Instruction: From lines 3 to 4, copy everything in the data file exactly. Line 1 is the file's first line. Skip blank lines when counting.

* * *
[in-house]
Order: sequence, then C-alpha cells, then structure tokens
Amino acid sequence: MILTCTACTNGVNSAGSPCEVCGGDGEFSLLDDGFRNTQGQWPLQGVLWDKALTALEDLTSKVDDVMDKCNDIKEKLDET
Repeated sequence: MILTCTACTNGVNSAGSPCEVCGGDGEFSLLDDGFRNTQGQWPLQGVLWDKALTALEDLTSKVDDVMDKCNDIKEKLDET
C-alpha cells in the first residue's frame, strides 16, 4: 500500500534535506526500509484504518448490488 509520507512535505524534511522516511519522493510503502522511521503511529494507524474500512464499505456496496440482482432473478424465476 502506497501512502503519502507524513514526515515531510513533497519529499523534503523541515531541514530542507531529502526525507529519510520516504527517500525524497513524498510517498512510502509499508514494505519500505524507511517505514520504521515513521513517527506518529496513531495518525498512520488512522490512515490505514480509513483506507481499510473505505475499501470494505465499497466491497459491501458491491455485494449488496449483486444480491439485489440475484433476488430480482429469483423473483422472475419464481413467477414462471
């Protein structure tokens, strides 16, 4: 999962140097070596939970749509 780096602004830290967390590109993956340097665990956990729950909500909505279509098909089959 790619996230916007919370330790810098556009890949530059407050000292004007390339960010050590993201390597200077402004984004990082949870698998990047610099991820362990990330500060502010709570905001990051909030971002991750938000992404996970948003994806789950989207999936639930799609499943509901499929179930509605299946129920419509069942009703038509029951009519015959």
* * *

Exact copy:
Amino acid sequence: MILTCTACTNGVNSAGSPCEVCGGDGEFSLLDDGFRNTQGQWPLQGVLWDKALTALEDLTSKVDDVMDKCNDIKEKLDET
Repeated sequence: MILTCTACTNGVNSAGSPCEVCGGDGEFSLLDDGFRNTQGQWPLQGVLWDKALTALEDLTSKVDDVMDKCNDIKEKLDET